The Tourism Council of Thailand, this week, told the media that a full 80% of hotel properties in Thailand are currently operating at only 50% of the revenue seen before the pandemic emergency which saw swingeing lockdown measures that have severely damaged the industry and its ability to return to normal.
The nature of the emergency and Thailand’s unique dependency on foreign tourism meant that the kingdom was among the countries hardest hit economically and it has struggled to recover since the 6.1% contraction of the economy in 2020 with only a 1 .6% growth rate last year and a currently projected 2.7% for this year.
The World Bank has estimated that it will be 2026 before the country’s foreign tourism fully recovers from the disaster.
‘This is to maintain our standards of rates and services for foreign tourists, which affects the perception of the country’s tourism brand,’ Ms Trisulee Traisanakul said at Government House on Wednesday when the announcement was made and linked with the Ministry of Tourism and Sports. ‘Rates that have been reduced during Covid-19 will be maintained for Thais to sustain the momentum of domestic tourism.’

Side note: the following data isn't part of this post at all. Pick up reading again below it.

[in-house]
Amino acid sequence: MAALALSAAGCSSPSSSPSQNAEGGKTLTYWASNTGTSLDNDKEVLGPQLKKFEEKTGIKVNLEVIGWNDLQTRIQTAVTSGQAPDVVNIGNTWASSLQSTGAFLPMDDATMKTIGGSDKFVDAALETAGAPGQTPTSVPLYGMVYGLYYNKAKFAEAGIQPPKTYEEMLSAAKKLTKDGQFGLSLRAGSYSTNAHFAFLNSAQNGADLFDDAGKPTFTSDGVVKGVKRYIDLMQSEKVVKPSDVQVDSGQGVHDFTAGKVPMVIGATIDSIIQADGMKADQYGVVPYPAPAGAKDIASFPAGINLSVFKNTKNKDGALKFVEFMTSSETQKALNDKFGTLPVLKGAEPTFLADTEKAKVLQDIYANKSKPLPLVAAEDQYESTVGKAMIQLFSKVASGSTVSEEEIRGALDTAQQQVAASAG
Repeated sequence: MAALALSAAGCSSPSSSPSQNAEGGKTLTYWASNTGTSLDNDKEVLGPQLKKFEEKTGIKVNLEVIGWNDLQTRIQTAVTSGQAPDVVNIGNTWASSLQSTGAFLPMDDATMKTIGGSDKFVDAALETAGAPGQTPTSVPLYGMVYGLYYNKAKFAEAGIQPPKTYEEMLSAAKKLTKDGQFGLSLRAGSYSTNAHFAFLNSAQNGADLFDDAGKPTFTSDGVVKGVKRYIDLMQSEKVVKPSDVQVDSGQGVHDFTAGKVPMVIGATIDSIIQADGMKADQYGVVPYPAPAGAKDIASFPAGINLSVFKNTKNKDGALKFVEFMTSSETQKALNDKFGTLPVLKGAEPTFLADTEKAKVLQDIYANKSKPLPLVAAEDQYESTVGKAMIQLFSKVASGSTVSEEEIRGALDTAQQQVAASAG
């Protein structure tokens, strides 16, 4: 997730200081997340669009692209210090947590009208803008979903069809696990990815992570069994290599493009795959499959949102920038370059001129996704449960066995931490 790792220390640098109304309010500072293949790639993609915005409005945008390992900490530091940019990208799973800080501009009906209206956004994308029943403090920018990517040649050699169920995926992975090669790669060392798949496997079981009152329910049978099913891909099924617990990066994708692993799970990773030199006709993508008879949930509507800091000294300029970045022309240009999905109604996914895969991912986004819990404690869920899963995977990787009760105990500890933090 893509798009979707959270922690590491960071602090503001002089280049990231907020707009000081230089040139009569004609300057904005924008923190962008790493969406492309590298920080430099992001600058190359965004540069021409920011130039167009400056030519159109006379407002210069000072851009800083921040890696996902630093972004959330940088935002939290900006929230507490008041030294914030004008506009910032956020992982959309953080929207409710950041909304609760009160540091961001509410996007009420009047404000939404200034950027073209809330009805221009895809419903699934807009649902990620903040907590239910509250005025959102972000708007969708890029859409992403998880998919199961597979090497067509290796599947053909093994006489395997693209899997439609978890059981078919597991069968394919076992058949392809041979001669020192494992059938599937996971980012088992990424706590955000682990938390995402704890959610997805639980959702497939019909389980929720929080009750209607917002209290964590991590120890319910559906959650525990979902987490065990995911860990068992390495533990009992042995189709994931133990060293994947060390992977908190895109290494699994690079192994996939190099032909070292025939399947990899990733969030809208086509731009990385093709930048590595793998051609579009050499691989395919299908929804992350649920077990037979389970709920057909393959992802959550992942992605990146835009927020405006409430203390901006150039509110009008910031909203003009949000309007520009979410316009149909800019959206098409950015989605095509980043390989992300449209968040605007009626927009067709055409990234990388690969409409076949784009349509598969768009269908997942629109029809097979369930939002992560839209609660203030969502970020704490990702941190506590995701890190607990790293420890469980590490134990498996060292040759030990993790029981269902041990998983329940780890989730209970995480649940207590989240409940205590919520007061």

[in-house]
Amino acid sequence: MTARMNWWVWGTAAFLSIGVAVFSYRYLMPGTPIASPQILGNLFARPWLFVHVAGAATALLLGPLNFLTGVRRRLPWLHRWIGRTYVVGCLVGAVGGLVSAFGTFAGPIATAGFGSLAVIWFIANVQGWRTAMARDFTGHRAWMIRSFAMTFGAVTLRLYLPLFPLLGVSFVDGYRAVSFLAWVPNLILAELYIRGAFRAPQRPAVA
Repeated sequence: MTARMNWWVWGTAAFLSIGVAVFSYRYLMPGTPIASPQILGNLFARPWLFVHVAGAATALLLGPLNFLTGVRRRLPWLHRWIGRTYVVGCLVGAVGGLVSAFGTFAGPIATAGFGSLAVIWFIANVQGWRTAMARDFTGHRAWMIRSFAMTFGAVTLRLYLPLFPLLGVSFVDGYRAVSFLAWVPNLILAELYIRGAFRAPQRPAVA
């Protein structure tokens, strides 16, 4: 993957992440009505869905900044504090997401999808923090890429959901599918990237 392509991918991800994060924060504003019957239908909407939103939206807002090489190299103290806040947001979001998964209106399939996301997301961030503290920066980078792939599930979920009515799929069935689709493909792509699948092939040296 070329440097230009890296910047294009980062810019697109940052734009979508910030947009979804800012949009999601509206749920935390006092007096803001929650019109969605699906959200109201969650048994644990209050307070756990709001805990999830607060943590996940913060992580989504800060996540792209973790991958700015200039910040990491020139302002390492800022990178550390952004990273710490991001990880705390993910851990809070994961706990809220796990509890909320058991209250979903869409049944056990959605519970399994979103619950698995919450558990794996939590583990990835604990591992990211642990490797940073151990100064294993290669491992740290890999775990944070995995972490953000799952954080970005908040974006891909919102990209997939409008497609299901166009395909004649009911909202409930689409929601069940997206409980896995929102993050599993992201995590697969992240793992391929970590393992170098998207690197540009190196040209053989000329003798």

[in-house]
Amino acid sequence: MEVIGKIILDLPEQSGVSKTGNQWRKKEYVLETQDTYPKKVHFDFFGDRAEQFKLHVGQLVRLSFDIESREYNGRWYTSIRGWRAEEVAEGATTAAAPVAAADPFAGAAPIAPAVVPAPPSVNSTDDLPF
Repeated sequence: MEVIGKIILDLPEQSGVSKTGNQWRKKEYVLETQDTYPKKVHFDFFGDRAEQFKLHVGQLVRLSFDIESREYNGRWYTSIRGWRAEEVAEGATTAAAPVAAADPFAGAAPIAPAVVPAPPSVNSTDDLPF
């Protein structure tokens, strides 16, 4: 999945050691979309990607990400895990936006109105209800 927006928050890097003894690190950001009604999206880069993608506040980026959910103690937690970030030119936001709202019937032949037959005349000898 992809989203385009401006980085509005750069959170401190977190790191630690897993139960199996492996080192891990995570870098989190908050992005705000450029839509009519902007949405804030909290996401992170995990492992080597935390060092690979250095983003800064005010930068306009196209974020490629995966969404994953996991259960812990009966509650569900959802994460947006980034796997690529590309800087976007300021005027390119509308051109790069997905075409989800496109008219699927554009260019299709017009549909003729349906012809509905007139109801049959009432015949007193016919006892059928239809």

No detailed proposals on the plan available except for proposed consultations with the hotel industry
No detailed proposals were released concerning the initiative which came out of the blue but just days after an eye-raising statement by Minister of Public Health and Deputy Prime Minister Anutin Charnvirakul calling for the Thai tourism industry to rebrand and reposition itself as a quality, high-value proposition in which the colourful and outspoken minister compared the Thai travel industry to Louis Vuitton handbags.
Those comments drew an extremely hostile reaction from foreigners living in Thailand and regular visitors to the kingdom over the past 72 hours.
Mr Anutin is the leader of the Bhumjaithai Party in Thailand which also controls the Tourism and Sports Ministry where fellow Bhumjaithai Party member Phiphat Ratchakitprakarn is the minister.